In both scientific and market research, surveys are among the top used data collection methods to get insights into human behavior. The questionnaire, as a research method, pioneered almost 200 years ago in London. While since then, the medium of conducting a survey has changed from paper-and-pen to online, the technique itself has essentially stayed the same. New technologies and neuroscience often offer more insightful ways to measure human behavior.
Surveys always rely on the participants' introspection. But the way participants see something is always influenced by their subjective opinions and experiences. Thus, researchers need to be aware that replies in a survey are not objective. Participants don't passively reply to a question by itself but take a range of contextual factors into account. Most of these factors impact the response without the person even being aware of it. These processes are called cognitive biases.
Here are five of the most prevalent sources of biased responses:
Framing: The way a question is phrased and presented (framed) impacts how your participants reply to it.
Self-serving bias: The tendency of your participants to give answers that maintain and enhance their self-esteem.
Social desirability: Participants tend to give answers according to what they think is socially more acceptable and make them appear more likable than their 'true' answer.
Extreme response bias: Especially in surveys with Likert scales as answer format, participants may reply in extremes, even though they don't truly hold this view.
Moderacy bias: Contrary to an extreme response style, people can tend to choose medium answers overly.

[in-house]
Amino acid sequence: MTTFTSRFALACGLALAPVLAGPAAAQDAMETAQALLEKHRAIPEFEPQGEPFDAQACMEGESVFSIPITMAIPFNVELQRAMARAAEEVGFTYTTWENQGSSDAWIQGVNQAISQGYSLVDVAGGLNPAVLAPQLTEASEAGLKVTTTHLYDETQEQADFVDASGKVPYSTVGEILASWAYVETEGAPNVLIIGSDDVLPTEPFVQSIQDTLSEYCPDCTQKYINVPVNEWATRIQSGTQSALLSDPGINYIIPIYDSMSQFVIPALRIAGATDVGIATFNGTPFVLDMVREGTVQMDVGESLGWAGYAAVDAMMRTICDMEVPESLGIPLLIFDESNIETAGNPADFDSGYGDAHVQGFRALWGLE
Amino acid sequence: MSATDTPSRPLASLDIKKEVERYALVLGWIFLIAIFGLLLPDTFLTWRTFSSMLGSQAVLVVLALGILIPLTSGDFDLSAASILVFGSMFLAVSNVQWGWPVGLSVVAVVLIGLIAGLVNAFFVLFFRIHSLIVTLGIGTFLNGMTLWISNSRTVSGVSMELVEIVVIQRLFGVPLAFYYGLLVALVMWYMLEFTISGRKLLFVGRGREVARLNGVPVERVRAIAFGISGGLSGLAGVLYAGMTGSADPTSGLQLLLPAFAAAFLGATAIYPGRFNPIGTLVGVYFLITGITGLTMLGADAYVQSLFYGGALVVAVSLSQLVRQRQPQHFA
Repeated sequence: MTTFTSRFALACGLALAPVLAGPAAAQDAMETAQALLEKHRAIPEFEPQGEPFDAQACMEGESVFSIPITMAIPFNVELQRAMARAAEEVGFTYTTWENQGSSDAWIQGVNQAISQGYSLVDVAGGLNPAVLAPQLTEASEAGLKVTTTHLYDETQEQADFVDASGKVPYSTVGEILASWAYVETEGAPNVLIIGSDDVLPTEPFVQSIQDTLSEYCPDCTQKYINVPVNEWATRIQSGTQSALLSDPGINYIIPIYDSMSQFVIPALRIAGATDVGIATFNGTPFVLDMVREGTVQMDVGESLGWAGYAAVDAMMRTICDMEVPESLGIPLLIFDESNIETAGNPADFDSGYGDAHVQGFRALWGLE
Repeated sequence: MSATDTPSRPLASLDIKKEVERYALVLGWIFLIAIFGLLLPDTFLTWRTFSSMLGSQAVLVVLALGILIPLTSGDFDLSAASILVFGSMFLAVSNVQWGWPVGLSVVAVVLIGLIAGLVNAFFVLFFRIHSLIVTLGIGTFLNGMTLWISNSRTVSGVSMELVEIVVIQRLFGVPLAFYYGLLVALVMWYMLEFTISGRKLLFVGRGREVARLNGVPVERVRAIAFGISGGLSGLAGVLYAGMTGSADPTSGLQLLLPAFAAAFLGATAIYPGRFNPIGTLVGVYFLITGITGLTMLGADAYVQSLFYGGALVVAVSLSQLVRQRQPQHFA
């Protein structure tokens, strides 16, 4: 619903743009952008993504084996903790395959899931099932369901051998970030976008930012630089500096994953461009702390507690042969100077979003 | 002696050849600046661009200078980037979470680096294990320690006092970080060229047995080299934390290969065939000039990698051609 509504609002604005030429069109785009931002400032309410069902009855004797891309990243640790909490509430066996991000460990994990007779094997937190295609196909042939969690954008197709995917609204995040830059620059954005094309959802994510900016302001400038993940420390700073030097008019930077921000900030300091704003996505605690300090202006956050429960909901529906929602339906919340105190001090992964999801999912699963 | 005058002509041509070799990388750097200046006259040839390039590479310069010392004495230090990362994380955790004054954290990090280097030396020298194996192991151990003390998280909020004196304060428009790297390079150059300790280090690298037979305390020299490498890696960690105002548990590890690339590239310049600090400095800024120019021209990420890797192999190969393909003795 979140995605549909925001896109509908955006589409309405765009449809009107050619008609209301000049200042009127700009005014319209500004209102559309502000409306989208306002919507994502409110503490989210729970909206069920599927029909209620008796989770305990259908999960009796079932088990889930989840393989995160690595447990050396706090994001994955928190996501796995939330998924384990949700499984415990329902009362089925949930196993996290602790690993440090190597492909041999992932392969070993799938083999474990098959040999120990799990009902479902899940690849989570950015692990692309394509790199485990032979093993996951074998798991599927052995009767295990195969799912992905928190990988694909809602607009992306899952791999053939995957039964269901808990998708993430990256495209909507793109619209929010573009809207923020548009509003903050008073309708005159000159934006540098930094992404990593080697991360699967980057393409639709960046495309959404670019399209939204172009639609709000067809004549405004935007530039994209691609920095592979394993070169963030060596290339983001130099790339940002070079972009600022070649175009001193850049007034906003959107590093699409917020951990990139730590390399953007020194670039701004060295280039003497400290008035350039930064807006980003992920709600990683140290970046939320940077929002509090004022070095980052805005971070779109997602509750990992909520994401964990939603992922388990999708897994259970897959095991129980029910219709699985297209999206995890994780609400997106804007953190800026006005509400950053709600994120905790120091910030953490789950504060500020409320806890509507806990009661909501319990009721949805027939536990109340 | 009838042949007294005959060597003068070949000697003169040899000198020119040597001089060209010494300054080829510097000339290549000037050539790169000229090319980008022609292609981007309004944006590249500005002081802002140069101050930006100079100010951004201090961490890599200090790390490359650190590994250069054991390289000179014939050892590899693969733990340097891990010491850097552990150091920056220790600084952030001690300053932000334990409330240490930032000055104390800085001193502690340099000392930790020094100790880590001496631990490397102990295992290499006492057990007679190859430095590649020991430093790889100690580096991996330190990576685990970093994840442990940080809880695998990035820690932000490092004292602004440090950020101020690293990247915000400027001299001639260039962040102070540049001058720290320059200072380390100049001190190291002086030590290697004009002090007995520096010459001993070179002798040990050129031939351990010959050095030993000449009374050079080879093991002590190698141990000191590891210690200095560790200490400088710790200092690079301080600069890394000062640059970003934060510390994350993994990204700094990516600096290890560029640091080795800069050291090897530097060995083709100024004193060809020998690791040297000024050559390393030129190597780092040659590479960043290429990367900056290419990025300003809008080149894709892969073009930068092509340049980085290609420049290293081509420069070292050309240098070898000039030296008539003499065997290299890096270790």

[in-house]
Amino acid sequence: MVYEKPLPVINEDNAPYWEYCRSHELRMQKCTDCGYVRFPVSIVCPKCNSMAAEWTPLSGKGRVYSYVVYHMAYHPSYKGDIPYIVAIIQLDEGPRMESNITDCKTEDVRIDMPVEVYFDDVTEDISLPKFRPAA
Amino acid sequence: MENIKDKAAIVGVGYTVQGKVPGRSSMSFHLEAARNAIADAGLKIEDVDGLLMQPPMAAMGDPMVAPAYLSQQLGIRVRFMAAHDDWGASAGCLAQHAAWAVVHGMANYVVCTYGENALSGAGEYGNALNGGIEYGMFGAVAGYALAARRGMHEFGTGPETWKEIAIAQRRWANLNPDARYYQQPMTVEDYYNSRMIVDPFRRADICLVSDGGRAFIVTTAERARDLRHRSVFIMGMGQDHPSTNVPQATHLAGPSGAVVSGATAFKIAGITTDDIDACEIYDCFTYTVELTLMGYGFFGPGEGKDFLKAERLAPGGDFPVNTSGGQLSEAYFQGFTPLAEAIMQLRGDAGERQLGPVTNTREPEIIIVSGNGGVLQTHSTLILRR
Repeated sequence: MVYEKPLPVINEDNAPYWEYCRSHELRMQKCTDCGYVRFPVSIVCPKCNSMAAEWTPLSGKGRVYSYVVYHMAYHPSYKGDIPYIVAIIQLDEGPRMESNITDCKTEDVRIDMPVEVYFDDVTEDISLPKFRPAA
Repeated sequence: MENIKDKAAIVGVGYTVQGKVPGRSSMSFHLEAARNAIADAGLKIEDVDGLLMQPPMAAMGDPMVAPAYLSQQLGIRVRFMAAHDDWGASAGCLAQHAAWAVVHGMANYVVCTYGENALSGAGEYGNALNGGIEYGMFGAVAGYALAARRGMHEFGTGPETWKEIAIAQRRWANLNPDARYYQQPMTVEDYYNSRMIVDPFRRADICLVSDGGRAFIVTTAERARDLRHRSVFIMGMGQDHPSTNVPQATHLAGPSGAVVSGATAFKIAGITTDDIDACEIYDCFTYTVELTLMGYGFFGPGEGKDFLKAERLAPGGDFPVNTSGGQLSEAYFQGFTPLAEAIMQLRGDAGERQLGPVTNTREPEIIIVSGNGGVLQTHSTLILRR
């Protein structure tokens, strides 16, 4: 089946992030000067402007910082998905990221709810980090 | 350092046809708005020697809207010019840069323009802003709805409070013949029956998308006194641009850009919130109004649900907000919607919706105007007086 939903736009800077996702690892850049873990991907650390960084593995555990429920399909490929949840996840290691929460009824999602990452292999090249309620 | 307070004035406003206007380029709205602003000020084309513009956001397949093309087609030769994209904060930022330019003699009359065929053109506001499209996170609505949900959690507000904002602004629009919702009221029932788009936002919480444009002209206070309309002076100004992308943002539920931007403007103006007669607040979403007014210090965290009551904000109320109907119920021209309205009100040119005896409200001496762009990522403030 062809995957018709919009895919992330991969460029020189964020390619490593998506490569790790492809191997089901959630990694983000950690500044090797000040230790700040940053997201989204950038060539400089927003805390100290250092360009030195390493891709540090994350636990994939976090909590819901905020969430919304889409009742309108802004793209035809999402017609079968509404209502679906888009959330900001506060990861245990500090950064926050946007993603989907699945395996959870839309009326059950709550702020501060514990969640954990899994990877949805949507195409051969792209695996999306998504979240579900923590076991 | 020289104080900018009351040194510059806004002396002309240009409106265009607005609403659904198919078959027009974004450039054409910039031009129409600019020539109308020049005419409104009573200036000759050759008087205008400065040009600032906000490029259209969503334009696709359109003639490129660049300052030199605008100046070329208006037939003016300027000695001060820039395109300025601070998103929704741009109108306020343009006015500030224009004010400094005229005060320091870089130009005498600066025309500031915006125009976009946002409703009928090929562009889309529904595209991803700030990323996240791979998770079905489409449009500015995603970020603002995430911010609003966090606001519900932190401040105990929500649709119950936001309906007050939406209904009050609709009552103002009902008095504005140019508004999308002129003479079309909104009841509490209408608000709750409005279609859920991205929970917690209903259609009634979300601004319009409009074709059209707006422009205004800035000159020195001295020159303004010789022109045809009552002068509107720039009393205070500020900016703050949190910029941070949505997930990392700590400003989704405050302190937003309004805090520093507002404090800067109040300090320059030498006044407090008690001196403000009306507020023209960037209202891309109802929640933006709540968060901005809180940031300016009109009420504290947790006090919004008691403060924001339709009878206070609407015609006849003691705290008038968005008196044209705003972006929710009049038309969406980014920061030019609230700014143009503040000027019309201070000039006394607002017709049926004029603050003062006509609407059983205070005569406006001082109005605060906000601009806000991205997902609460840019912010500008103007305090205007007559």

An additional problem with surveys is that they can only be administered to a person once or, at most, a few specific moments in time. Even asking participants to fill in questionnaires several times only gives momentary snapshot and not continuous insights. The dangers connected to this are asking people to report what they did or felt like, in retrospect, answers are highly inaccurate as cognitive biases distort memory. Additionally, what mood participants are in when replying to a survey impacts their responses. So even answers of the same person at two different points in time are not necessarily the same.
Furthermore, online surveys also tend to have high dropout rates, especially if they take up a long time or are administered several times. Having many dropouts can be problematic as it makes it harder to get enough data and can take a long time.
There are further "traditional methods" to study human behavior, such as experiments and interviews, but these methods also rely on self-reports and suffer from similar disadvantages as surveys. Yet, in times of Big Data, AI, and modern health technologies, researchers can pick from more objective alternatives.
One way to investigate what's going on in people's heads is to use measures such as eye-trackers, EEG, or fMRI. Other physiological indices, such as a rise in stress hormones or heart rate, can also be insightful. Unfortunately, most of these methods need special equipment and training.
Another more accessible alternative to study behavior is to analyze smartphone data. As constant companions, smartphones provide objective access to people's daily lives and behavior. They capture both the digital behavior (i.e., daily routines, social media habits, communication behavior) and real-world movement (i.e., GPS). Furthermore, wearables can be connected to get objective health data.
Though not offering a view of participants' brains directly, modern objective research methods provide a realistic picture of people's daily behavior in real-time. Based on the research question, using such an objective measure in addition to one of the more traditional methods can also help to validate the responses of the latter. For most research question these tools add great value to better understand human behavior.